I don't know if your references take into account mobile devices. I was wondering why I had an uptick in non-Amazon sales (small as an absolute number but a definite percentage increase) at Smashwords via Apple, B&N, etc, but especially Apple. A fellow author guessed it was because more people are reading on their mobile devices, NOT Kindles.
I agree with you. From a marketing POV, one should do BOTH Amazon and Smashwords, the latter because they distribute to retailers Amazon doesn't distribute to. Whether Smashwords or Draft2Digital, reaching those retailers is necessary to cover markets Amazon doesn't cover.
Hmm...have Monday words of wisdom become Tuesday's? ;-) I'm beyond this conundrum of deciding where to release my books. Because I can't afford to keep up my present rate for new releases, I'll just do the writing and release books as I can afford to do so. That's my business model now if it deserves that name. :-) I won't stop writing; people will just see less of it. (Of course, that will all change if a book "takes off" like The Martian did.)

message 8: by Pete (new)

Pete Morin | 123 comments Steven wrote: "Pete,
I don't know if your references take into account mobile devices. I was wondering why I had an uptick in non-Amazon sales (small as an absolute number but a definite percentage increase) at S..."

Steven, every mobile device is capable of reading a mobi (or prc) file. You don’t need a kindle to buy on Amazon.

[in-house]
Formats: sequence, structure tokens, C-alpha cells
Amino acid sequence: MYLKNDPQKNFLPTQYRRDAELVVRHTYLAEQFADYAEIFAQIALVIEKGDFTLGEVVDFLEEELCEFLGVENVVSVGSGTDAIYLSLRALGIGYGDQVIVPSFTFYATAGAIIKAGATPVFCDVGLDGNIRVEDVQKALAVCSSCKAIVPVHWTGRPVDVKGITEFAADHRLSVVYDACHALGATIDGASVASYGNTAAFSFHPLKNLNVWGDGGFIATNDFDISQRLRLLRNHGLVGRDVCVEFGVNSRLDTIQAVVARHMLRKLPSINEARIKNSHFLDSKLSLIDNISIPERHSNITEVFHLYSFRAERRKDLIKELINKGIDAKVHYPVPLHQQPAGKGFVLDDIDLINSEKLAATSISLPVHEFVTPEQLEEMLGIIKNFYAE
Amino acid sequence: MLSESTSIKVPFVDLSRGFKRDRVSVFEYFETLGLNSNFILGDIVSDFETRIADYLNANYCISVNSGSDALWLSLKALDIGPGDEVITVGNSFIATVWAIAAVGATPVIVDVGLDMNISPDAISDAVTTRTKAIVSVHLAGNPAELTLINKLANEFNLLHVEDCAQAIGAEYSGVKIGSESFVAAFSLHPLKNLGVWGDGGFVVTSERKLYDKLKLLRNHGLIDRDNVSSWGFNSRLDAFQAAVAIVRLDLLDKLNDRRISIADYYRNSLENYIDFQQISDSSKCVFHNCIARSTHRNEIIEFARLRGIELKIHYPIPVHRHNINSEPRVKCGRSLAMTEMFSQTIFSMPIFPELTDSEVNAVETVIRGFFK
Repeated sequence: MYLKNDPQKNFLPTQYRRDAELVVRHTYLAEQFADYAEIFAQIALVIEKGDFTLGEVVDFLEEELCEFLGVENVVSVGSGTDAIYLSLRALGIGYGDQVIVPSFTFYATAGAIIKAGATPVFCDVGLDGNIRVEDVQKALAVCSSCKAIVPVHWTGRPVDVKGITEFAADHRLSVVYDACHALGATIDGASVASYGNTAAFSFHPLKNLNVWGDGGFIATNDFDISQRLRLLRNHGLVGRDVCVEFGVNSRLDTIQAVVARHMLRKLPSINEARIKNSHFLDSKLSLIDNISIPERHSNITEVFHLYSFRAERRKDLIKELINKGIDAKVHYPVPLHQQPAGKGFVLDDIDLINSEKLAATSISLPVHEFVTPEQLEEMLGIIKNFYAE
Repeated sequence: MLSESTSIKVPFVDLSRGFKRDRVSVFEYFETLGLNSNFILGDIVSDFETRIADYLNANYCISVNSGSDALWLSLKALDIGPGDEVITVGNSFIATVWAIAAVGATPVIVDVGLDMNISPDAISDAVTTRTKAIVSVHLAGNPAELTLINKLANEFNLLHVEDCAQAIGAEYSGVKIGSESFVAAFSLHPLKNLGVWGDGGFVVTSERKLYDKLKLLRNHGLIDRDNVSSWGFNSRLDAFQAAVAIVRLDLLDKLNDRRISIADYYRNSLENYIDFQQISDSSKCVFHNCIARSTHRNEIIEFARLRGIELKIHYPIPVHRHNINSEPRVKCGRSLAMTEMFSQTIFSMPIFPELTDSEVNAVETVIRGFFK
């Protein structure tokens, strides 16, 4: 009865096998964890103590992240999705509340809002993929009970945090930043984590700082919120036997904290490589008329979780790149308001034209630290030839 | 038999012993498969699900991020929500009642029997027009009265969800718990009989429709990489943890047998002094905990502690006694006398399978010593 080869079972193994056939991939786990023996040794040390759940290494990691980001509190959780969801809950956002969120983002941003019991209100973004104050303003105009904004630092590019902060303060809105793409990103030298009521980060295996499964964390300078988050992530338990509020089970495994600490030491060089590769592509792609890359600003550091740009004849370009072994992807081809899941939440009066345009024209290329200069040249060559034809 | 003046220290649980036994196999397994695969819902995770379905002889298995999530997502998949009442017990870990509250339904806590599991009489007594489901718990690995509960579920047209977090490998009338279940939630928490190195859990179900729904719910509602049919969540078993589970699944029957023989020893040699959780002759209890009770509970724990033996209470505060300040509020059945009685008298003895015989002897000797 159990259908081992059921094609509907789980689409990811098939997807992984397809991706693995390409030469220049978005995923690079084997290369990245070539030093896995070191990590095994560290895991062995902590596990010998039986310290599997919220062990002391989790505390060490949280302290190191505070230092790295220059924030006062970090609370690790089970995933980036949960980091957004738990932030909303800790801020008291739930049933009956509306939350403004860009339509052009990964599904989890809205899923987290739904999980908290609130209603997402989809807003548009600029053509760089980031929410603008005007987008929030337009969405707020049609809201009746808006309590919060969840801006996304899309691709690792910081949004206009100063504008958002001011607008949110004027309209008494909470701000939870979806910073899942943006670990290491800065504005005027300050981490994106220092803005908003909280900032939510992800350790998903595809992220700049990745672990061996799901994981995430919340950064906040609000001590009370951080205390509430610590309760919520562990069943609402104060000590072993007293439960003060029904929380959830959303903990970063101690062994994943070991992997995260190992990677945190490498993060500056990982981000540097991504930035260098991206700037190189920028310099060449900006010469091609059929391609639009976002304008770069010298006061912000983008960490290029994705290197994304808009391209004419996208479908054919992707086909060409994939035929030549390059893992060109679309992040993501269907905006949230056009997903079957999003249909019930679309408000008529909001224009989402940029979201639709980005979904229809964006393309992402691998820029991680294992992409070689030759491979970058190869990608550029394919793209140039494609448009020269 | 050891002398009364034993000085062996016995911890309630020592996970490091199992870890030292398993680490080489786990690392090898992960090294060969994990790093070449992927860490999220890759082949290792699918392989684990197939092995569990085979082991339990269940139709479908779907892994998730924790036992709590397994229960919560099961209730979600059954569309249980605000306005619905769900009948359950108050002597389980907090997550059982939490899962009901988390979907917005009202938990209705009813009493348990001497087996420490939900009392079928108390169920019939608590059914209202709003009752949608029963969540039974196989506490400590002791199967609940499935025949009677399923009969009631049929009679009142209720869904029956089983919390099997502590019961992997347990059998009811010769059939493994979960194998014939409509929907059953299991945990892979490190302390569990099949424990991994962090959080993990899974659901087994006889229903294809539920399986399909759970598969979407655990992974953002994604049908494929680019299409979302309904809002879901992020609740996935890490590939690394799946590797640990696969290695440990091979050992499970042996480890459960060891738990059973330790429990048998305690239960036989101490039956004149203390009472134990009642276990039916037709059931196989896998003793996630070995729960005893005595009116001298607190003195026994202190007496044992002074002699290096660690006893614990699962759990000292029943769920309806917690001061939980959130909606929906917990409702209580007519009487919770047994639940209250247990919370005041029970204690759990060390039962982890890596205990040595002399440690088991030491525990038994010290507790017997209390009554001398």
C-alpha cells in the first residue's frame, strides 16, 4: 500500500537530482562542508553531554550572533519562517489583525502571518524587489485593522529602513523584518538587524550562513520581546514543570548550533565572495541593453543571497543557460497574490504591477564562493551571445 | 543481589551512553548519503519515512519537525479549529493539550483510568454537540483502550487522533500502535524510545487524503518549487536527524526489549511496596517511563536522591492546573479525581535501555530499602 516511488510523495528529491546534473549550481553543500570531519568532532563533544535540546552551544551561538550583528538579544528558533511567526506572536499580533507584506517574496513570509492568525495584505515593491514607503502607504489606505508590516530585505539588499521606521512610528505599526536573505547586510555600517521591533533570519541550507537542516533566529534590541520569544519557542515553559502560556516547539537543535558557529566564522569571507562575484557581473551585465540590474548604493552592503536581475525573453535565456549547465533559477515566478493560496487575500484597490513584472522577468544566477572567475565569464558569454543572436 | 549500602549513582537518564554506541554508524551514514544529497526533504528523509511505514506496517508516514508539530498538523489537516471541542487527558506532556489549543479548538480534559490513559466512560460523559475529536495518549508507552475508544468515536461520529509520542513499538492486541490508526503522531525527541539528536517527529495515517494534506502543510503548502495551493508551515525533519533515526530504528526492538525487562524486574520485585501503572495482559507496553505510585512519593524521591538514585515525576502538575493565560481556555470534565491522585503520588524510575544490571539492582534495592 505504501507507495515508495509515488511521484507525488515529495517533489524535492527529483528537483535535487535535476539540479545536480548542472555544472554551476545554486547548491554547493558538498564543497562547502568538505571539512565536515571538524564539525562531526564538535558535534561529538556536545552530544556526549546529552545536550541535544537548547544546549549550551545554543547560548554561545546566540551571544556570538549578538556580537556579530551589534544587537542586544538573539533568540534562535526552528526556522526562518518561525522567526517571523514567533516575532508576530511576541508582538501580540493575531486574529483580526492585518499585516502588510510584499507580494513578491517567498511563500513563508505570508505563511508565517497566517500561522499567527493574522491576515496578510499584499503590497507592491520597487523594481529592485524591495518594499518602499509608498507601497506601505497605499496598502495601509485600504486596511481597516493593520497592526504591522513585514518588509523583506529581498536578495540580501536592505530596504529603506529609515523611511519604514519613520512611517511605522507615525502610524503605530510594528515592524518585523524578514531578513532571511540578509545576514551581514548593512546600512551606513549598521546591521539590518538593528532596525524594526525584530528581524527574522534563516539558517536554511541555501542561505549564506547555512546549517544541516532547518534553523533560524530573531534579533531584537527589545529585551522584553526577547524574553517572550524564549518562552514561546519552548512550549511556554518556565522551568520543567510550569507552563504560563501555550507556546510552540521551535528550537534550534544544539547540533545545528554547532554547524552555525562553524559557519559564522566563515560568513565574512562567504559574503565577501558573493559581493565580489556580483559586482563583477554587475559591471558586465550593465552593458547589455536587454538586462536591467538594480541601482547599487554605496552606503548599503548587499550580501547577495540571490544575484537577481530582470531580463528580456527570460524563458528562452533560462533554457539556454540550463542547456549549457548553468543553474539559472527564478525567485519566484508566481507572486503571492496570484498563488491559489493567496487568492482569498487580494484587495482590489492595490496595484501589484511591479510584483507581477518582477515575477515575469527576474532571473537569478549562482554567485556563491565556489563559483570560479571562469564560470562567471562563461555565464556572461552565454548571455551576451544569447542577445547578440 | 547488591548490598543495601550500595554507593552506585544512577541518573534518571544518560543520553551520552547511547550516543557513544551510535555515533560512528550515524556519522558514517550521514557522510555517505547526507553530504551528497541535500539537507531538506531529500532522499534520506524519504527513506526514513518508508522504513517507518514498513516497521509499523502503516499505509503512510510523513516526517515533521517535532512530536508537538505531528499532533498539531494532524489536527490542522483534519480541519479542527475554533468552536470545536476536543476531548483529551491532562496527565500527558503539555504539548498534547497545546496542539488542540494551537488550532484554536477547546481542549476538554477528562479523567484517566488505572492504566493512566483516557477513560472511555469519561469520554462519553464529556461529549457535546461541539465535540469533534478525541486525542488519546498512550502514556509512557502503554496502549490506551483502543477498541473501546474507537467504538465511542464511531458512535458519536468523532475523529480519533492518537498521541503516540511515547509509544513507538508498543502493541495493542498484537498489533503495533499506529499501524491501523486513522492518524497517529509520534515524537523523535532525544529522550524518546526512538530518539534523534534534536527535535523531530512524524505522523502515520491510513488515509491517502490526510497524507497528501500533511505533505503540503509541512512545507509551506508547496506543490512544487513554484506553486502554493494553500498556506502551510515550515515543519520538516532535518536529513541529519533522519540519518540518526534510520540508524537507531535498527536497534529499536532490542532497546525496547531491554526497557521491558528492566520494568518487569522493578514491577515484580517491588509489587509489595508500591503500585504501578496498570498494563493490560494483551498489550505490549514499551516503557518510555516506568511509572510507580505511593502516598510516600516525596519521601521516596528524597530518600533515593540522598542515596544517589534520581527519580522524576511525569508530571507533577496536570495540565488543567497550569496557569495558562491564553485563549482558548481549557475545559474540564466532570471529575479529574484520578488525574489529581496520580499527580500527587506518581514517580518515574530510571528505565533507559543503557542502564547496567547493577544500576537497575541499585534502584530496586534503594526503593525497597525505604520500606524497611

Yes, AAR counts (insofar as can be extrapolated) all sales from all channels.

message 9: by Michael (new)

Michael Burton | 2684 comments Steven wrote: "Pete,
I don't know if your references take into account mobile devices. I was wondering why I had an uptick in non-Amazon sales (small as an absolute number but a definite percentage increase) at S..."

That is a very interesting thought about more people reading from their mobile devices v. Kindle. Are you aware of any data on this?

message 10: by Steven (new)

Steven Moore Michael,
Anecdotal. I've observed it on the train. An iPhone is a wee bit easier to handle than a Kindle (any version). I have no idea where to get hard data, though. ;-)

message 11: by Michael (new)

Michael Burton | 2684 comments Steven,

What an interesting topic. Every day, I'm at the gym, where I see many people, working out, reading Kindles vs. IPhones. With the price of Kindles coming down in price, there is a lot of attraction to purchase one.

Personally, I read on both my Kindle and Phone. I do find the Kindle to be more comfortable than the phone. I guess it is because I'm as blind as a bat and need the larger screen.

message 12: by Steven (new)

Steven Moore Michael,
Me too. LOL. Plus paper-white because I can't stand the glare. I guess they make those magnifiers for iPhones for a reason.
Can someone else offer some other reason for upticks in my Apple ebook sales? Seems like an interesting topic to throw a poll at.

message 13: by Steven (new)

Steven Moore Michael,
We might want to find another thread to put this discussion. It has very little to do with my "Monday words of wisdom." ;-) In fact, it's so stealthy here that Le Carre would be proud!

message 14: by Michael (new)

Michael Burton | 2684 comments Steven,

You were reading my mind. Le Carre would be proud. Nothing like a little covert interaction.